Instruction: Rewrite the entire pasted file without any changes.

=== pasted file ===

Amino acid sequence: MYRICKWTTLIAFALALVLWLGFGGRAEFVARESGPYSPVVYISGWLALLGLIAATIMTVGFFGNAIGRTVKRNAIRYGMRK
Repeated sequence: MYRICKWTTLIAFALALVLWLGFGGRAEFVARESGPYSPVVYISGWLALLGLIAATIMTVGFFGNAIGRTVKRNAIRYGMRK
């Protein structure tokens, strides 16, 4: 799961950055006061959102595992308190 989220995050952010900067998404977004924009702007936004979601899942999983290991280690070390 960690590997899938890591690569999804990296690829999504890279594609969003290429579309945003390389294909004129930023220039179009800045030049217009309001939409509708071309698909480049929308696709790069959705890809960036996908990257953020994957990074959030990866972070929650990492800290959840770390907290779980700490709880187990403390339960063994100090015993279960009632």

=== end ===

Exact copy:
Amino acid sequence: MYRICKWTTLIAFALALVLWLGFGGRAEFVARESGPYSPVVYISGWLALLGLIAATIMTVGFFGNAIGRTVKRNAIRYGMRK
Repeated sequence: MYRICKWTTLIAFALALVLWLGFGGRAEFVARESGPYSPVVYISGWLALLGLIAATIMTVGFFGNAIGRTVKRNAIRYGMRK
């Protein structure tokens, strides 16, 4: 799961950055006061959102595992308190 989220995050952010900067998404977004924009702007936004979601899942999983290991280690070390 960690590997899938890591690569999804990296690829999504890279594609969003290429579309945003390389294909004129930023220039179009800045030049217009309001939409509708071309698909480049929308696709790069959705890809960036996908990257953020994957990074959030990866972070929650990492800290959840770390907290779980700490709880187990403390339960063994100090015993279960009632």